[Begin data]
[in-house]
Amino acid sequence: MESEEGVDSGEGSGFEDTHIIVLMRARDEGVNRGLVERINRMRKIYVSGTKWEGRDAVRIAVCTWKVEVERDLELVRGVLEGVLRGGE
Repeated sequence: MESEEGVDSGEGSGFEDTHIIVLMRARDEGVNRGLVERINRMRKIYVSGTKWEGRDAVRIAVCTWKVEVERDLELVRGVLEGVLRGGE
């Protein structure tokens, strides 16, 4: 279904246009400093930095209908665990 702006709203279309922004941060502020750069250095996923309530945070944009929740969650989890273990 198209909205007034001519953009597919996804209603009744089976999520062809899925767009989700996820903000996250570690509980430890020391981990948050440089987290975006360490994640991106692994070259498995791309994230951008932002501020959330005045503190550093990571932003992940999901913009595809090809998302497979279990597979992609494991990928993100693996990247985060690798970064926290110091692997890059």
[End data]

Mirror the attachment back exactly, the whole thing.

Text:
[in-house]
Amino acid sequence: MESEEGVDSGEGSGFEDTHIIVLMRARDEGVNRGLVERINRMRKIYVSGTKWEGRDAVRIAVCTWKVEVERDLELVRGVLEGVLRGGE
Repeated sequence: MESEEGVDSGEGSGFEDTHIIVLMRARDEGVNRGLVERINRMRKIYVSGTKWEGRDAVRIAVCTWKVEVERDLELVRGVLEGVLRGGE
């Protein structure tokens, strides 16, 4: 279904246009400093930095209908665990 702006709203279309922004941060502020750069250095996923309530945070944009929740969650989890273990 198209909205007034001519953009597919996804209603009744089976999520062809899925767009989700996820903000996250570690509980430890020391981990948050440089987290975006360490994640991106692994070259498995791309994230951008932002501020959330005045503190550093990571932003992940999901913009595809090809998302497979279990597979992609494991990928993100693996990247985060690798970064926290110091692997890059």